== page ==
The 416 Fire between Durango and Purgatory has spread to almost 3,000 acres, and more evacuations have been ordered as a precaution. More than 400 firefighters supported by six helicopters and two air tankers are fighting the fire. Officials say it remains at 10 percent containment, no homes or structures have been lost.
Firefighters may not get any help from the weather. Temperatures in the area Tuesday were expected to top out in the low 80s, with afternoon humidity in the single digits and winds gusting up to 20 mph, according to InciWeb. Higher than normal air temperatures are expected for the remainder of the week.
Among the firefighters’ stated goals on Tuesday: Cutting back vegetation around buildings in order to create defensible spaces, building firelines, and lighting small fires ahead of the main fire’s expected path in order to burn off fuel.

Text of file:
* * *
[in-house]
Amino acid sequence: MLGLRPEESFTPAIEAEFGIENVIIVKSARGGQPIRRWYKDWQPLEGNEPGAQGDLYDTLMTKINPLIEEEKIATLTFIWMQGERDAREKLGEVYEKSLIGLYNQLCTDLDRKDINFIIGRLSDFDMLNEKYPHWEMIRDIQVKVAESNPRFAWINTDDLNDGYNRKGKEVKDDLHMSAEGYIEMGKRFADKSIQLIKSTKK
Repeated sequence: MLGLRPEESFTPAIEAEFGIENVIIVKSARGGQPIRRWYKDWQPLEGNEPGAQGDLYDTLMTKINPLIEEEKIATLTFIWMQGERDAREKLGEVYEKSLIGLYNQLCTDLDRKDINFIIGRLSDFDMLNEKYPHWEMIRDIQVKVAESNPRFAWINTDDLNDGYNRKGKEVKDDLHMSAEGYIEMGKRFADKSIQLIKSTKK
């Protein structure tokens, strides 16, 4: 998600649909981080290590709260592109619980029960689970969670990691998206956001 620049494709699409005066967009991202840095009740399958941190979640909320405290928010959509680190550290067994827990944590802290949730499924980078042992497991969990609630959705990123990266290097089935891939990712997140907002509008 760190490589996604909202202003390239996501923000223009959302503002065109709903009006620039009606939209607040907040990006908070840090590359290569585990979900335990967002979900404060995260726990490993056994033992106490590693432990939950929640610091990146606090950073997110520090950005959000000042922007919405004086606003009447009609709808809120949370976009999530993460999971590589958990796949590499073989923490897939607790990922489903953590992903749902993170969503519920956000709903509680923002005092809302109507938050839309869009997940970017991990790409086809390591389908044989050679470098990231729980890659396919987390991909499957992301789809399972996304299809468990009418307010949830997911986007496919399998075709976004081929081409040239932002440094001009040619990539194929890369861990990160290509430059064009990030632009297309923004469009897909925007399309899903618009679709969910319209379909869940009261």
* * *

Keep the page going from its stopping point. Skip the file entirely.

The news about the early season wildfire comes as University of Colorado-Boulder researchers say last year’s wildfire season was the costliest in U.S. history. The combination of a wet 2016/2017 winter, a dry fall and a hot summer helped fuel that number -- and points to lessons for what may be to come this year.
"We have flood plain maps but we don't we have firescape maps to help disincentivize where people are building,” said lead study author Jennifer Balch. “The other piece that we need to do is we need to use fire to fight fire and what that means is using prescribed burns and accepting prescribed burns."
Last year, 50,000 wildfires burned 8.5 million acres of land in the United States, and Balch’s work concluded that humans were responsible for starting 84 percent of the blazes.
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